After looking into the importance of a good grounding system design, many researchers have carried out extensive studies in this area. Ref. [1] provided information about grounding grid performance in different soil structures after an extensive parametric study. A method for calculating the grounding grid resistance was presented in [2] based on the theoretical manipulations of the numerical moment method and the current image. This method has been shown to be dependent on the substation grounding grid design. Ref. [3] presented an analysis on evaluating grounding grids of different shapes in substations. Different shapes of grounding grids have also been considered in [4] in calculating ground resistance using the finite-element method (FEM). A substation grounding grid has been analyzed with the variation of soil layer depth in [5]. Ref. [6] conducted a study where they measured the impedances of four grounding grids using tuned-frequency test equipment operating close to the system operating frequency. FEM was used in [7] for computing the grounding grid resistance. A scheme was proposed in [8] for calculating the ground resistance using FEM to the resolution of solid models in 3D view. As discussed in many literatures including [3, 4, 7], although FEMs are the most accurate methods for computing grounding grid resistance, these methods are quiet complicated and time consuming for grounding system design purpose. In [9], it is shown that the low or high resistivity soil layer formed in raining or freezing season affects the safety of grounding system, and leads to the changes of grounding resistance of the grounding system, step and touch voltages on the ground surface. A practical example of ground resistance measurement has been presented in a 154 kV substation under commercial operating condition [10]. In [11], a research study has been carried out to show the validity of the formula available in the literature against the measured earth resistance values at the field site. Ref. [12] has evaluated the role played by the foundations in a substation yard as grounding element and estimated the magnitude of the fault and leakage currents carried by the foundations. An artificial intelligent network approach is used for developing the relationship between the ground resistance and the vertically inserted electrode in the soil in [13]. Dimensional and grid electrodes are used for the measurement of ground resistance near a residential area in [14]. A methodological approach has developed for estimating the ground resistance of the several grounding system with various ground enhancing compounds using ANN [15]. Ref. [16] has measured soil resistivity and grounding resistance at the four selected sites of the Lambak Kanan residential area of Brunei Darussalam and compared with simulation results. However, the main drawback is the smaller number of measurement sites. A linear three-pole wiring method has proposed to measure the grounding resistance of buildings structure in water through variance analysis and correlation coefficient analysis methods, and solves the problem about how to measure the grounding resistance of buildings structure in water [17]. AC, DC and impulse tests have performed on rod and grid electrodes and the measured quantities are compared with computed values obtained from numerical models. Measured ground resistance and impedance at low frequency showed reasonable agreement with simple standard formulae and computational models, but revealed a significant falloff with current magnitude in the range often used for the practical testing of the high-voltage grounding systems [18].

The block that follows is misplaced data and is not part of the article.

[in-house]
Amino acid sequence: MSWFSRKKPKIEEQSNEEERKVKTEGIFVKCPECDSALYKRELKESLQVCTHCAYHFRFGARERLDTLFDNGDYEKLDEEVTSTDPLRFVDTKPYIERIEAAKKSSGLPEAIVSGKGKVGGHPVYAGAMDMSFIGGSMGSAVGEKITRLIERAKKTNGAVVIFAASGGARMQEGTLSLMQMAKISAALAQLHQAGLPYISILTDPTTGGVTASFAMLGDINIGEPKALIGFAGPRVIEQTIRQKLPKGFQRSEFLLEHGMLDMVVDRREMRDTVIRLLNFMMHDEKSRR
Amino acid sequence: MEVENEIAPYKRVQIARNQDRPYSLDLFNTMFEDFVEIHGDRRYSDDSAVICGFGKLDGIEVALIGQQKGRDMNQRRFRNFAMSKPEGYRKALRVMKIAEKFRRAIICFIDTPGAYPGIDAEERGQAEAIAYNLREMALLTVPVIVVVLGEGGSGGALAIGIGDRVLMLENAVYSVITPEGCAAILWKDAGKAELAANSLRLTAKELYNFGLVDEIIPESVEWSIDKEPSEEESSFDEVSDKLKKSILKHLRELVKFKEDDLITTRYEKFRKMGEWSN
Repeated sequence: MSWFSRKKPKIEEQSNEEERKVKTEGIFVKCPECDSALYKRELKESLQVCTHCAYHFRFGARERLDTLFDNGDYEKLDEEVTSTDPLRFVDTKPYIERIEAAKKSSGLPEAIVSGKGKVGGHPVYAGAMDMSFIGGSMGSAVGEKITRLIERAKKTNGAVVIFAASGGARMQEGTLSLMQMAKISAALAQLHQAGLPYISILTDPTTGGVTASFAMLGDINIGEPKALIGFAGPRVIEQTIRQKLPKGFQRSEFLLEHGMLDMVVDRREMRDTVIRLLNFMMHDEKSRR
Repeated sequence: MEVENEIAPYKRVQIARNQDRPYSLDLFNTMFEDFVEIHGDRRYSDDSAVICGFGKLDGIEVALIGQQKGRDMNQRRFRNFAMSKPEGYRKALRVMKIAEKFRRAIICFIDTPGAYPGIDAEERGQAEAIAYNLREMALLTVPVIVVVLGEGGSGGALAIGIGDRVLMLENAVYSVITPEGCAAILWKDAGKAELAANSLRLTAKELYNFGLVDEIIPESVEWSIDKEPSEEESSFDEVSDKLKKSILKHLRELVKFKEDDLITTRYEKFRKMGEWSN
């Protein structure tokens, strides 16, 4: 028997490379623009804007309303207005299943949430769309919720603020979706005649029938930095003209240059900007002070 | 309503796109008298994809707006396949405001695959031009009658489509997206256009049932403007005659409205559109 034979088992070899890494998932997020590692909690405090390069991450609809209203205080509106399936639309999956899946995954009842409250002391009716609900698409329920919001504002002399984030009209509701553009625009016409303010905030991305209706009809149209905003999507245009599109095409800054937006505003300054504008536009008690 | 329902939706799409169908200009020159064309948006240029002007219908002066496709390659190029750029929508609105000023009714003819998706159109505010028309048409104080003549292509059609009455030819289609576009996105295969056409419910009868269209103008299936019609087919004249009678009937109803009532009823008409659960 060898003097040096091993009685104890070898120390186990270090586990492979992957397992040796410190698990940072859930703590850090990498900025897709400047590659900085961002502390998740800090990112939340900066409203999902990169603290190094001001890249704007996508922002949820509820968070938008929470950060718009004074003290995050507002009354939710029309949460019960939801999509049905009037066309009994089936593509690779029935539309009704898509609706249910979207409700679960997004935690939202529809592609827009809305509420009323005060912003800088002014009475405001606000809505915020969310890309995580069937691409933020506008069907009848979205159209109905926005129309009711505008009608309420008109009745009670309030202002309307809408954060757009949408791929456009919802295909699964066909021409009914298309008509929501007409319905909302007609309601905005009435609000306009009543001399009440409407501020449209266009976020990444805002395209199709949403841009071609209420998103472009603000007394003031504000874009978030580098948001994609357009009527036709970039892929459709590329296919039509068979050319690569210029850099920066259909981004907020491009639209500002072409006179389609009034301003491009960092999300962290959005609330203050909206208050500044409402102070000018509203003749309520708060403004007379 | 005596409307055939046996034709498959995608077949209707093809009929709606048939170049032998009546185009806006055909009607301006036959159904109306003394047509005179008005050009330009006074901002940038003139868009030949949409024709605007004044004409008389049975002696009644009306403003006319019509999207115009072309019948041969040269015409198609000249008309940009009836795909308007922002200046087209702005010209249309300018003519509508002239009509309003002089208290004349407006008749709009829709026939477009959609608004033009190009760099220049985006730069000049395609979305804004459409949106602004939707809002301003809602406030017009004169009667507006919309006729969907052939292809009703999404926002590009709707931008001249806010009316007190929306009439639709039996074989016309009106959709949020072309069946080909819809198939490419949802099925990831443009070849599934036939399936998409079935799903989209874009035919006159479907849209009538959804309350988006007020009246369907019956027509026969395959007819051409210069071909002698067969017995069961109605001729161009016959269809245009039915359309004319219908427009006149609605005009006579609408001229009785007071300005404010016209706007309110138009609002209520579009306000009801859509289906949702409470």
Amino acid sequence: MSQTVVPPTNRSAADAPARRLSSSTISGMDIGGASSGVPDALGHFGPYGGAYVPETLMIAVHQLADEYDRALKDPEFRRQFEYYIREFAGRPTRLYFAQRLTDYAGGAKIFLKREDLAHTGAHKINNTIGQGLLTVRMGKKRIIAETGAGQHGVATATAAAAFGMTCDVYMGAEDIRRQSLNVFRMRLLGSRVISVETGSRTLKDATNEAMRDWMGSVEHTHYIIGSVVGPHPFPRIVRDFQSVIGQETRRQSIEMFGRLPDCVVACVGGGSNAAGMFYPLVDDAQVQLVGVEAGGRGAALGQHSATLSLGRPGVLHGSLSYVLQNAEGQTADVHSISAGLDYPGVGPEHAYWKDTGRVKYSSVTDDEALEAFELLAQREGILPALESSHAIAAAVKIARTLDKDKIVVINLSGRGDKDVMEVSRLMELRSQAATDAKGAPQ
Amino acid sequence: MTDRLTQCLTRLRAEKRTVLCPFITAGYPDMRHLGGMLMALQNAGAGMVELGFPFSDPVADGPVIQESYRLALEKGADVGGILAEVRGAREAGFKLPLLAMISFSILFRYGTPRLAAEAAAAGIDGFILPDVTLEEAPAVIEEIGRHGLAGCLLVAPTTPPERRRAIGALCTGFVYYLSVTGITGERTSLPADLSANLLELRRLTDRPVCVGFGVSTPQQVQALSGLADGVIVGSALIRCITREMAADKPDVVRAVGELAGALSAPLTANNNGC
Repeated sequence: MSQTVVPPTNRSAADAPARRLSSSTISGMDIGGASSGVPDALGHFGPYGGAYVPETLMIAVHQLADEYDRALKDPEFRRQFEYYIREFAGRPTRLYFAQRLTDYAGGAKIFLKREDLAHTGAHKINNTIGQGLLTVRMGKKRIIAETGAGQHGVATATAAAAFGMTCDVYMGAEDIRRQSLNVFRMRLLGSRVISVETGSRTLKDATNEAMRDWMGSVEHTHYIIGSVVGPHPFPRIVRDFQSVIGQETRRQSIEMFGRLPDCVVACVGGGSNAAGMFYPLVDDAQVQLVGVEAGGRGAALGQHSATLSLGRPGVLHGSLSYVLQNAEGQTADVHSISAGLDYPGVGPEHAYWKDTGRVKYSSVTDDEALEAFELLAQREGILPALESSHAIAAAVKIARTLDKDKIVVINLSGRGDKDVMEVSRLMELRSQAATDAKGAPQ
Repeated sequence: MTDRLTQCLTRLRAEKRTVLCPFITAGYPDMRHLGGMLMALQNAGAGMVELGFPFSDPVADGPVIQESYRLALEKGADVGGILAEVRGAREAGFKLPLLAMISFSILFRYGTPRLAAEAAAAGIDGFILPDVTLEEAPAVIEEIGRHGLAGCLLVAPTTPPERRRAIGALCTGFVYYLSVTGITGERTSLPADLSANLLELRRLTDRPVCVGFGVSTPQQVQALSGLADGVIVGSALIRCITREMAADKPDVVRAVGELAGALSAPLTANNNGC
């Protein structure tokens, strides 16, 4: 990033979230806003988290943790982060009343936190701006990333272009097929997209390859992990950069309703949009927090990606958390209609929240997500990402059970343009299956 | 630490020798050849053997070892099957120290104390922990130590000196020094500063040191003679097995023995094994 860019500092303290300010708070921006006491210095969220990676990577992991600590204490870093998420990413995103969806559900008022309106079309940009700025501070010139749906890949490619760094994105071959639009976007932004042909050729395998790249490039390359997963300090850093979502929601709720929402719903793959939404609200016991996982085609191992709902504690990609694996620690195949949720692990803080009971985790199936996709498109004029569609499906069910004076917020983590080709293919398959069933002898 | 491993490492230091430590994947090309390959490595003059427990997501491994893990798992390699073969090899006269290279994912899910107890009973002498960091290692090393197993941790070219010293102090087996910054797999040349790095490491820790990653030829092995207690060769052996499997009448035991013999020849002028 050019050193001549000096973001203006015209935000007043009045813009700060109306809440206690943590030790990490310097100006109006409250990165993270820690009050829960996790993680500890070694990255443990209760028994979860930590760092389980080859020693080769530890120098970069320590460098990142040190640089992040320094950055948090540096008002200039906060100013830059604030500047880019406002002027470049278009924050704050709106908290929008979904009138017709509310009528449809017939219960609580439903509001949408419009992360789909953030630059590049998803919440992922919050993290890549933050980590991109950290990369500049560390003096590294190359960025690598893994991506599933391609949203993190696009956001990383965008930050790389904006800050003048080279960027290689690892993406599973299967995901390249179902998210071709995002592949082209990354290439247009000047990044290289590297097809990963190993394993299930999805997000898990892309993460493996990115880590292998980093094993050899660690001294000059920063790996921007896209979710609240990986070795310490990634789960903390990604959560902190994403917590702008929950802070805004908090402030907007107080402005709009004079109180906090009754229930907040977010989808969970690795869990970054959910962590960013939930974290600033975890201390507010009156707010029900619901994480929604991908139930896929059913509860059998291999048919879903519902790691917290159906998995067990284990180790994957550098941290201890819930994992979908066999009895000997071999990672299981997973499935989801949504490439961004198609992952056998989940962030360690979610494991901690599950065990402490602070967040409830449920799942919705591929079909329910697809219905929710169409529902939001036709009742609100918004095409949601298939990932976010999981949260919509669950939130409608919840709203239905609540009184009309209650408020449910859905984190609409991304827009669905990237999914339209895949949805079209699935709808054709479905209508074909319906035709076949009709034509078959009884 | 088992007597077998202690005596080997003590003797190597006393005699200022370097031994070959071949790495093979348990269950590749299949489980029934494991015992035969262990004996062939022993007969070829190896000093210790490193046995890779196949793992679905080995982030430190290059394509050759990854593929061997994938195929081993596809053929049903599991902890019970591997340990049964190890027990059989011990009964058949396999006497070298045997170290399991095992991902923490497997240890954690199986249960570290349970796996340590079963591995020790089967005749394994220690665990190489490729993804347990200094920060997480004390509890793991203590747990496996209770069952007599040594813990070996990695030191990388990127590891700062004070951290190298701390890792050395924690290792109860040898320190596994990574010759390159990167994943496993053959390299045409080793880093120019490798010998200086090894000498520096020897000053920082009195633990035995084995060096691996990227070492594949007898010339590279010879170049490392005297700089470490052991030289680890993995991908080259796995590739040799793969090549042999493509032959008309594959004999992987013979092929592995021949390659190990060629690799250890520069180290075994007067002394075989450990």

From all the above mentioned research studies, it is apparent that there is no uniqueness in the soil property. Also, there is no exclusive method to measure the ground resistance which is a prime requirement in designing a ground field for any power plant or substation. By taking these facts into account, this paper presents an on-site investigative result on resistivity and ground resistance for dry and wet soils near a substation. In measuring the resistivity of the soil, Wenner four-pole equal-method has been considered in the investigation while a grounding system grid with and without rods are used as test bed. The measured values have been compared with the simulation results derived from the Cymgrd simulation software. The simulation software has also been used to estimate the ground potential rise, maximum permissible step and touch potentials.